The Modjeska was built as a stop for regional Vaudeville acts and has hosted live music for decades.

Marty Robbins played there in ‘61 and in more recent decades the theater has hosted performances by Marilyn Manson, They Might Be Giants (during whose concert the stage famously gave way), Ministry, Cheap Trick, Judas Priest, Gregg Allmann, among others.

"The stage was built with an orchestra pit with an organ and an organ box and a full stage," said Widen. "The stage is now 28 feet deep to the back wall and it’s 40 feet from proscenium opening to opening. You can get a pretty good-sized act on the stage."

Playing to the local crowd is what theaters often did, and the Modjeska screened Polish films in the 1940s to draw on the area’s heavily Polish population.

In that spirit, Widen had said the Modjeska planned to spotlight films currently being made in the reinvigorated Mexican movie industry and Nañez suggests that remains the plan survives.

On my visit, we went everywhere inside. We gawped at the panoramic views of the city from the roof, and nosed around in the old offices above the retail shops that are part of the building. On the opaque glass panels in some of the doors you can make out the names of former occupants, which had been painted on.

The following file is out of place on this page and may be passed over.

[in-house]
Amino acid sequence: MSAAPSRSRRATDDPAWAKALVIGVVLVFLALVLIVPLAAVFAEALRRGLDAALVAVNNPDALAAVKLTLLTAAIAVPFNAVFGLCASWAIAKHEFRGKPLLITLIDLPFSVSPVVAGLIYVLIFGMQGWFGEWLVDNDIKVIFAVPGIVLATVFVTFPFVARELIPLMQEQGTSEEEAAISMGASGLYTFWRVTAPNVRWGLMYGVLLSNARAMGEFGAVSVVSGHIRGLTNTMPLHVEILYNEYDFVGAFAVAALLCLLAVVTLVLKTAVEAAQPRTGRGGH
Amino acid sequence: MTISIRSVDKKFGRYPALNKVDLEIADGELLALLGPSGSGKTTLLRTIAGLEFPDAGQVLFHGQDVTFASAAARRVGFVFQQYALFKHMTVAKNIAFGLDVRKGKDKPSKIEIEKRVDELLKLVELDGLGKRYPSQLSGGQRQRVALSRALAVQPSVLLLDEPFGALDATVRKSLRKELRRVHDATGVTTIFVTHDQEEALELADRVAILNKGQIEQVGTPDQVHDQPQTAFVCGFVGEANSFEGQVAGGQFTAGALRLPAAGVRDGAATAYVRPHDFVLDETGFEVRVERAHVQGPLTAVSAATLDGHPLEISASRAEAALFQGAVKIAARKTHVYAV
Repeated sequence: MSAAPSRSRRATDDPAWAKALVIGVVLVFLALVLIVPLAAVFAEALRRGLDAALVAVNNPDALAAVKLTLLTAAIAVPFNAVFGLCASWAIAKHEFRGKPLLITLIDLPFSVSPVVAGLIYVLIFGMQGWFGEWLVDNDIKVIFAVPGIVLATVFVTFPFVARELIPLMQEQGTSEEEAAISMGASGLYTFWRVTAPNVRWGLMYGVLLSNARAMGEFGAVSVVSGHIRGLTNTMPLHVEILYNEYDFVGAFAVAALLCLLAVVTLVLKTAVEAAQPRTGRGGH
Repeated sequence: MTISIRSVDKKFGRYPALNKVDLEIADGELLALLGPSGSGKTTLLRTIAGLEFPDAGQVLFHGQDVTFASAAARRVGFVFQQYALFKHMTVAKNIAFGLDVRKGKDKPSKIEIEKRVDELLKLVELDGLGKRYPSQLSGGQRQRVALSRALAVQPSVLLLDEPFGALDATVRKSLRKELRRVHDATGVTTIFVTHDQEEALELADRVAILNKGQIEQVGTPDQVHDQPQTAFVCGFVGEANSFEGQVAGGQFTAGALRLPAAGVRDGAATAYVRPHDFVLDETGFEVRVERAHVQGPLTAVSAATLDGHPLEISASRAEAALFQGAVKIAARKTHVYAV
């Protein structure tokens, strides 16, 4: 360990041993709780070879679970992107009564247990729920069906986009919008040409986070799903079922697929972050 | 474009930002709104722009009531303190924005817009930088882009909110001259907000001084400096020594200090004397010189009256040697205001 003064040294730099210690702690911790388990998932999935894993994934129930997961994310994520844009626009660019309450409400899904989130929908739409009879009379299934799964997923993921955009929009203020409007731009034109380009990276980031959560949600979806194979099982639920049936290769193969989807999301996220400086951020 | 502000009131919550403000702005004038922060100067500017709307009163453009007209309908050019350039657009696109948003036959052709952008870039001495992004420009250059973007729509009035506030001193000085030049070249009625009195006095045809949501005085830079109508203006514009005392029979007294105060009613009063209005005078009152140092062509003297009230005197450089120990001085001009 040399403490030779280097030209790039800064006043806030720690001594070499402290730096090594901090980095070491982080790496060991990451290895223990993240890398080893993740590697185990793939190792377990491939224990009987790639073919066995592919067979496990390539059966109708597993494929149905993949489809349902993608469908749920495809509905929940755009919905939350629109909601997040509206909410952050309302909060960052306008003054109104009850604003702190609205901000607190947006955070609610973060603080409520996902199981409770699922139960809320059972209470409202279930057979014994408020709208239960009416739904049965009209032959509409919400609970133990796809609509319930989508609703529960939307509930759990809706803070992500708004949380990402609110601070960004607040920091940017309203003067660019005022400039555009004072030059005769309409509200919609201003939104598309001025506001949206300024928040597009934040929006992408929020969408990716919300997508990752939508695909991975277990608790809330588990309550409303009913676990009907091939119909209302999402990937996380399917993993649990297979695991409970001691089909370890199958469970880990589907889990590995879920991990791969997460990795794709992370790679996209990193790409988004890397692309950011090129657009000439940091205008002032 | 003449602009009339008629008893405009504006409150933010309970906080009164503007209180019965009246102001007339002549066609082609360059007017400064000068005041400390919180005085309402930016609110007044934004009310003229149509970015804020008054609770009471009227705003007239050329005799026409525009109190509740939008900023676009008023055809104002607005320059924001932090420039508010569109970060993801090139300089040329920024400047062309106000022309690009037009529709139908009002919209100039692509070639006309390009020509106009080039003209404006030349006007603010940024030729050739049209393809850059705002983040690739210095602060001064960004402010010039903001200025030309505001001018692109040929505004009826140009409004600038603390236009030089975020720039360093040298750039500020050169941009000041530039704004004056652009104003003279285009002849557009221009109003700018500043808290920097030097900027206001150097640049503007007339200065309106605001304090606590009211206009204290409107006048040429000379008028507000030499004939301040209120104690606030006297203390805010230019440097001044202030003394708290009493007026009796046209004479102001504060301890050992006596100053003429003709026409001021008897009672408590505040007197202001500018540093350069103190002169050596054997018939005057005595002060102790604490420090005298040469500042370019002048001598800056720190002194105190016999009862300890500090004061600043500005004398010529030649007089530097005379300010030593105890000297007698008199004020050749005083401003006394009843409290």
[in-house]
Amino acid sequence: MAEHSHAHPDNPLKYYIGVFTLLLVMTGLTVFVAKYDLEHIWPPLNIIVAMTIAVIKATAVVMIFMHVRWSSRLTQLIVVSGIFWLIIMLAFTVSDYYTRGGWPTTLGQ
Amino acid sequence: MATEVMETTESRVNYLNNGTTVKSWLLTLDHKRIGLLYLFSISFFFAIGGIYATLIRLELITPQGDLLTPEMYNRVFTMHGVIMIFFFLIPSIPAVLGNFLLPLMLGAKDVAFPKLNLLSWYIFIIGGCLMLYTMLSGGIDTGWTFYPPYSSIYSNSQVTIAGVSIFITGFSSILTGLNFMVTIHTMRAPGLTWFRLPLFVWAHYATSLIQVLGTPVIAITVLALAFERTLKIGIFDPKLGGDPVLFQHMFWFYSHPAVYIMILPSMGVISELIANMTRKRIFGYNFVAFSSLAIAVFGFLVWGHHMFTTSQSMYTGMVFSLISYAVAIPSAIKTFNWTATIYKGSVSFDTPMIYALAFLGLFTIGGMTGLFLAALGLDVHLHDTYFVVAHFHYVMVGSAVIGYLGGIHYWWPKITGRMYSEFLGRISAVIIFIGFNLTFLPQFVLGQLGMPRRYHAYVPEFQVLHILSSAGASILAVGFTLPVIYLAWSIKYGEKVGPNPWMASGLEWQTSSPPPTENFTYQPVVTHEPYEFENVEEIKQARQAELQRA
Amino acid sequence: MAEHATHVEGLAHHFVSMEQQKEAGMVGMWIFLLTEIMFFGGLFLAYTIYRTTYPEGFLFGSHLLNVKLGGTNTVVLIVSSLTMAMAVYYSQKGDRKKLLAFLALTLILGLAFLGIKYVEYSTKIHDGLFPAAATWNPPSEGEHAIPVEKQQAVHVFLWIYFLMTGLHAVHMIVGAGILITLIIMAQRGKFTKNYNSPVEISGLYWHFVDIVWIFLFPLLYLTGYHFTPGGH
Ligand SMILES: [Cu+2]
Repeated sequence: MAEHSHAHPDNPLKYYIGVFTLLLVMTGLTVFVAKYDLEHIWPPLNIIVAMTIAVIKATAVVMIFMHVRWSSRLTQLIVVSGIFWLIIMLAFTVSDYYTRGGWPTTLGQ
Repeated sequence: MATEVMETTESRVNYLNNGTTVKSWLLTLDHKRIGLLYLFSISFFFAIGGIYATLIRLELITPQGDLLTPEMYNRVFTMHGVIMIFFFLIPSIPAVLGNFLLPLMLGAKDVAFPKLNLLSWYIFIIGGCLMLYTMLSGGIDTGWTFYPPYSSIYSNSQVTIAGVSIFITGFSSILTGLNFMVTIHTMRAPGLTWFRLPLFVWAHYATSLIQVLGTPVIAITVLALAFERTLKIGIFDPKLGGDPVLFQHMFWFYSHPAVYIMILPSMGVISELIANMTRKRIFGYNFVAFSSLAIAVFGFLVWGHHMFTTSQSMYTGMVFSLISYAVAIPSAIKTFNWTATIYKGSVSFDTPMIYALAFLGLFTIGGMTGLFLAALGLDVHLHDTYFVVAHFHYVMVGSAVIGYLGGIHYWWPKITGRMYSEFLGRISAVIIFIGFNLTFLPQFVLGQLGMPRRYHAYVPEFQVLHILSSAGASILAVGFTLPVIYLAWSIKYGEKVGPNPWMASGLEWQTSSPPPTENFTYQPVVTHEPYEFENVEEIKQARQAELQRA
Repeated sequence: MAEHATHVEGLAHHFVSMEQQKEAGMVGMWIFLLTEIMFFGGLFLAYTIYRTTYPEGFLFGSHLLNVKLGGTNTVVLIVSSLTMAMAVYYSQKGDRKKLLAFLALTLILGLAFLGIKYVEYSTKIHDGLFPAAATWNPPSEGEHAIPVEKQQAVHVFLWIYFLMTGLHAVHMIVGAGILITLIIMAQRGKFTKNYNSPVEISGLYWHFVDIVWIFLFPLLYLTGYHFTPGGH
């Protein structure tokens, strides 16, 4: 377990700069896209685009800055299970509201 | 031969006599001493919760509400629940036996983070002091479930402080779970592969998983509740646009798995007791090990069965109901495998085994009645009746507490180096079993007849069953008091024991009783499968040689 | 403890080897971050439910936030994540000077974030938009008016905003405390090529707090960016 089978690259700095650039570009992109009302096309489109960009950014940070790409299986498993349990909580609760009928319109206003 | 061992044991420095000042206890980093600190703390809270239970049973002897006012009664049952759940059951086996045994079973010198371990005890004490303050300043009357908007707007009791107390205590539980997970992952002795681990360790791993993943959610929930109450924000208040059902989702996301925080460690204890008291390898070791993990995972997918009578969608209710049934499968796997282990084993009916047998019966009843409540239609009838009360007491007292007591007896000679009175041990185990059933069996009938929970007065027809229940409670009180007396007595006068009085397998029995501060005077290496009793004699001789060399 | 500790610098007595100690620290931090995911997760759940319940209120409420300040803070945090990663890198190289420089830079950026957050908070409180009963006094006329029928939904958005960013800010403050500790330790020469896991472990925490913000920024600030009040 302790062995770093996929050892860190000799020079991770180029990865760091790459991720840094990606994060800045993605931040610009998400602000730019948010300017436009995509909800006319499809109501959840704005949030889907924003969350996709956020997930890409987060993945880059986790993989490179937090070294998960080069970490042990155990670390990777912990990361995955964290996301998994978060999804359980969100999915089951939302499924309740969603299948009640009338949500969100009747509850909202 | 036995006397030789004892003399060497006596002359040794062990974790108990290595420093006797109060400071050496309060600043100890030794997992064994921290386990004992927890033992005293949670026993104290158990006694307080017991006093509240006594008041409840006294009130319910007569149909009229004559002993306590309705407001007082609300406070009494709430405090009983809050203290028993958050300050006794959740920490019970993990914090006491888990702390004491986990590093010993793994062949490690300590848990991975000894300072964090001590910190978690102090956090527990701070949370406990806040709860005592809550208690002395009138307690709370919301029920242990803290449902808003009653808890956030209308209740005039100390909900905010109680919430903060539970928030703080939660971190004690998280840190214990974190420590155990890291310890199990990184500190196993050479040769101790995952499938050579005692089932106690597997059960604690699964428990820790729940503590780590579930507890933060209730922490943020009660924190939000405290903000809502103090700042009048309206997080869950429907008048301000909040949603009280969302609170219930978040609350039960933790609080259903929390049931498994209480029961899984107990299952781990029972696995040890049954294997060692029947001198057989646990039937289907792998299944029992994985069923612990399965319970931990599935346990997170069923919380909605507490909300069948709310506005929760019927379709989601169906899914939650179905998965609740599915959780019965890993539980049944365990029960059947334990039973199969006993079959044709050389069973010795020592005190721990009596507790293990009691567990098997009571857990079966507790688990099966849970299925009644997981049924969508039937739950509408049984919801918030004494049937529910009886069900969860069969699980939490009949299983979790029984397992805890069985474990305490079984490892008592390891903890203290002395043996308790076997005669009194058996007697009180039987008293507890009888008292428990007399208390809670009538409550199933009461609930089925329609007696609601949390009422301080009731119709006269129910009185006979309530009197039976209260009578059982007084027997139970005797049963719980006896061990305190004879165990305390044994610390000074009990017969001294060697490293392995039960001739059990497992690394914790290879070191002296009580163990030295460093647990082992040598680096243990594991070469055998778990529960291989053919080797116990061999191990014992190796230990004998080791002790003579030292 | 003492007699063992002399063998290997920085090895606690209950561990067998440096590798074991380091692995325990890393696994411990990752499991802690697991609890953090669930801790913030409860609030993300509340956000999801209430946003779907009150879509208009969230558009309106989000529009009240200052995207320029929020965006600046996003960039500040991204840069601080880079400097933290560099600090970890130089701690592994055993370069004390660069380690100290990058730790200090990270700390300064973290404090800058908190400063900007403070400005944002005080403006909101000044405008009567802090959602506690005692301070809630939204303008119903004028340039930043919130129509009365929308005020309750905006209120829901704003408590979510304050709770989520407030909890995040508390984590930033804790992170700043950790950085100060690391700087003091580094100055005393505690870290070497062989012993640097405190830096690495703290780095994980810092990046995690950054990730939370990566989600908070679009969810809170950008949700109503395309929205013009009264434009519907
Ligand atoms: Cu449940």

In one former office, the youth group had created a "mini Modjeska," a tiny theater. Behind the screen you can open the windows and step out on to the marquee. If you lean out you can look straight down Mitchell Street, down to 11th, where the streetcar used to bend the corner around.

Up in the projection booth, there’s an open toilet and sink in the corner because projectionists weren’t allowed to leave the booth under any circumstances, so the facilities were demanded by their union.

Above the balcony level are two rooms where the films were assembled for projection. There's no power here, so I don't make out much with my meager flashlight other than that the rooms are basically empty now. No dust-covered film canisters or cobweb-laced reels here.

In the basement, newly built wooden racks hold the letters that name the films on the marquee. This is where the dressing rooms for performers are located and the basement is a maze of rooms. Down here it’s dark, but with the flashlight I can see the quirky patterns on the walls left by the water of the winter flood.

There are also walls adorned with graffiti left by performers of shows performed on the stage above.

Renegade photography was a challenge as the power is off in much of the building (please excuse the grainy images), but it gave the entire place an eerie vibe. If you want to see The Modjeska for yourself, it is on the list of buildings for this year's Doors Open Milwaukee event, Sept. 20-21.